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Spotlight on staff: Assistant Principal Alice Hamilton

Alice Hamilton

“Education is no longer about students in seats being fed information. It’s now about strong relationship building with each student, understanding what makes them who they are, and being adaptive and flexible to accommodate each individual learner.” Alice Hamilton, Assistant Principal


It’s International Women’s Day – what better time to profile the newest member of our Senior Management Team. Assistant Principal Alice Hamilton has joined us following 11 years in various roles at St Kentigern. She says she loves ACG Strathallan’s positive energy, academic rigour and strong, supportive community, and will focus this year on a wellbeing strategy that sees the school into the future.

What made you decide to come to ACG Strathallan?
The minute I walked into the main building and met Danny O’Connor, Robyn Pryor and Mike Balchin, I felt that the school had an incredibly welcoming feel to it. The values of the school and the vision Danny has for growing it were also exciting, because it is so important for me to be in a school that’s moving forward in a really positive direction.

Where were you previous to this role, and in what capacity?
I have been at Saint Kentigern since 2008. One of the reasons I loved it was because of the strong traditions and clear, articulated values that align with my own. I began life as a drama teacher, then moved swiftly into the English department, taking on curriculum leadership responsibilities across Levels 1, 2 and 3. I also took on a Middle College Head of House role before becoming a Senior Head of House. That job was focused on student wellbeing.

Like Saint Kentigern, ACG Strathallan has a strong community and clear values and learning principles that connect to my own ideologies.

What has struck you about the school since your arrival?
Strathallan is a sleeping giant. Its potential is enormous. The grounds are stunning and it’s so exciting to be the only school of its kind out this way, making it a real stand-out.

What I’ve noticed most is the academic rigour of the Cambridge course, the incredibly hard-working students and staff and the positive energy and love people have for the school. There is also a strong sense of community – everyone pitches in to get a job done and helps each other out. It’s wonderful to see so much happening outside the classroom, including House Events, cultural and sporting activities and a range of clubs to suit everyone.

This is crucial, as education in the 21st century is about an holistic approach.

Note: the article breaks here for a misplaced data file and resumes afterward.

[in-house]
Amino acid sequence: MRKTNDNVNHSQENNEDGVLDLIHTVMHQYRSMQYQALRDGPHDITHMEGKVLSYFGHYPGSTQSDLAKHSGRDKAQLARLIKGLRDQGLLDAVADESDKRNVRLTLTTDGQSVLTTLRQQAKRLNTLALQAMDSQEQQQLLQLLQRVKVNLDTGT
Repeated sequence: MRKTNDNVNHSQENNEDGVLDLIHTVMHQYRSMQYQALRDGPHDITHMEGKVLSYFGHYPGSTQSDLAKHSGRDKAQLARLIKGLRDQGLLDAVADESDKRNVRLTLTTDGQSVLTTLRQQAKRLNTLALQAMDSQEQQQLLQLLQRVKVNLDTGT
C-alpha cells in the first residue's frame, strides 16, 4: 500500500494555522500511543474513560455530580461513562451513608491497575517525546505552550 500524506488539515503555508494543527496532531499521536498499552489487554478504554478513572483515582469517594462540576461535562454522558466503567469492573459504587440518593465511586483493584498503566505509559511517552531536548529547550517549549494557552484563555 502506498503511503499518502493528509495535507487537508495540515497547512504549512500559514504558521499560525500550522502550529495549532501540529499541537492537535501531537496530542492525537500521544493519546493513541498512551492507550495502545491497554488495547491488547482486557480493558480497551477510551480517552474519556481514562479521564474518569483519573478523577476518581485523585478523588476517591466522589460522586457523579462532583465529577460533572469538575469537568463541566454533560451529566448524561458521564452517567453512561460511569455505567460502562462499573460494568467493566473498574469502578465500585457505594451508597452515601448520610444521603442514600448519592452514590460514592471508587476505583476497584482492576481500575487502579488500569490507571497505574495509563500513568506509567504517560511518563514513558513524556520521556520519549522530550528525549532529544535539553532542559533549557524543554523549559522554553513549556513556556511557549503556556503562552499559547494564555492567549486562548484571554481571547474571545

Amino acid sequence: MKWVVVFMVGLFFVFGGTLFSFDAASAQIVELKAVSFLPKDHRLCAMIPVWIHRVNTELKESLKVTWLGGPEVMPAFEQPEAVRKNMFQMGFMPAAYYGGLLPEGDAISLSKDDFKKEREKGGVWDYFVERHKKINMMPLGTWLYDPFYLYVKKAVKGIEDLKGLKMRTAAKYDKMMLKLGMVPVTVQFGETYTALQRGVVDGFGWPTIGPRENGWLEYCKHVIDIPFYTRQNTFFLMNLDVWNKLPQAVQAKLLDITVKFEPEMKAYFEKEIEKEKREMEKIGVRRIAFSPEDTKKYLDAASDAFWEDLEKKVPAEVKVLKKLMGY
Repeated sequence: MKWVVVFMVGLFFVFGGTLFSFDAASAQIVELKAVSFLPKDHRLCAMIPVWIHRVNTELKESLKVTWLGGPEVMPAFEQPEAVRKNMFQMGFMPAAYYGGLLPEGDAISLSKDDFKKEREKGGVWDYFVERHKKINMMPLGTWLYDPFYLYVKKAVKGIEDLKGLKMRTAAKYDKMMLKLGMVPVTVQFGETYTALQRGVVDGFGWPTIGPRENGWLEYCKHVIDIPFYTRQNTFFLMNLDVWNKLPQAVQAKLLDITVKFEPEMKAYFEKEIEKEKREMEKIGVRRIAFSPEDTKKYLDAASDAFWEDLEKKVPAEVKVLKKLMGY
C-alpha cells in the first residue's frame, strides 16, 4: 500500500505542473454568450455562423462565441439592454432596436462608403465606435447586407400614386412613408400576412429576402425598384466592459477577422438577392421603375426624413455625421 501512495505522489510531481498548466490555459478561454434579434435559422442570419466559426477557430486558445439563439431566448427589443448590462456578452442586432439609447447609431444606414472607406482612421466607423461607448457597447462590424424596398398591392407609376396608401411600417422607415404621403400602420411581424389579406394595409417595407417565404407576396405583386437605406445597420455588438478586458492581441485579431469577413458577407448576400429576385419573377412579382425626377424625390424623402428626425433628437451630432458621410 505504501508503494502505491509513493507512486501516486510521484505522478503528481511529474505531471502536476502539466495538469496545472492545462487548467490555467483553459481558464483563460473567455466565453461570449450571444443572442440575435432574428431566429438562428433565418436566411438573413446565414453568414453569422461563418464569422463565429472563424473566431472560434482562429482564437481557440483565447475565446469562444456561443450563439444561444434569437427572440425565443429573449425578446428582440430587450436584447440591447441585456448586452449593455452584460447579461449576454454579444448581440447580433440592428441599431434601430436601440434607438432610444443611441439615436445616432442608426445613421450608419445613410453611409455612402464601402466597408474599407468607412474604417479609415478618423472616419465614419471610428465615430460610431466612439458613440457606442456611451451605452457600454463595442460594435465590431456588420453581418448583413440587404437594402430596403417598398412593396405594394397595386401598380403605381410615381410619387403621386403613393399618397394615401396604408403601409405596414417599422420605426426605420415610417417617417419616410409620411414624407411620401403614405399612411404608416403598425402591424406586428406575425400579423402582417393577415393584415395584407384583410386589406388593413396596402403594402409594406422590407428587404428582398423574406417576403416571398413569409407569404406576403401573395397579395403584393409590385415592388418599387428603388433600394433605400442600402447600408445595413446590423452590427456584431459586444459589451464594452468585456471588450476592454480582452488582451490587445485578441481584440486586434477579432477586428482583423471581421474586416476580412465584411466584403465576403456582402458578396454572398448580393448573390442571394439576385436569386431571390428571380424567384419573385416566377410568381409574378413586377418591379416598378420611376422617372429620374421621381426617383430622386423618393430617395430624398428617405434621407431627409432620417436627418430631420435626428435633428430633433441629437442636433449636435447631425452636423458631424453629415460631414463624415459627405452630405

At ACG Strathallan, you have a focus on pastoral care. What does this involve?
I look after all the students in the College, overseeing their wellbeing. This means I watch over their physical and emotional health, while also dealing with any behavioural concerns.

Alongside the deans, I constantly look for ways we can support our students in every aspect of their education. I also work closely with Marcia, our school counsellor, who is an important part of our team.

What will be your focus for this year?
This year I am looking at and reflecting upon the systems already in place at Strathallan with regard to pastoral care, while also working out a bigger wellbeing strategy to see us into the future.

What does a good education look like?
Good education is about looking at the whole child and ensuring that their wellbeing, academic pathway and life outside the classroom are all areas of focus. Education is no longer about students in seats being fed information. It’s now about strong relationship building with each student, understanding what makes them who they are, and being adaptive and flexible to accommodate each individual learner. It’s about seeing the whole person in front of us and helping that person be the best they can be.

I strongly believe that school needs to be a haven for students. It should be a place of safety and a place that nurtures our young people, so that whatever is happening outside our school gates, students know that when they get here, they are consistently cared for.

What made you decide to become a teacher and work in education?
When I was five, I asked Santa for a whiteboard so that I could practise conducting lessons and running a classroom. I used to force my little sister to be the student – despite her protests – and made her complete mathematical tasks and English. The poor girl!

Fast-forward 20 years and a number of jobs in the hospitality industry, both in New Zealand and Canada, I finally realised the teaching-bug was still lurking and started on the path to becoming a real-live teacher with students who actually wanted to be there (most of the time!).

What about your own education?
I teach English. My degree was a double-major in English and Sociology. I have also done my Graduate Diploma in teaching and my Postgraduate Diploma in Educational Leadership – I focused largely on mentoring teachers and change management.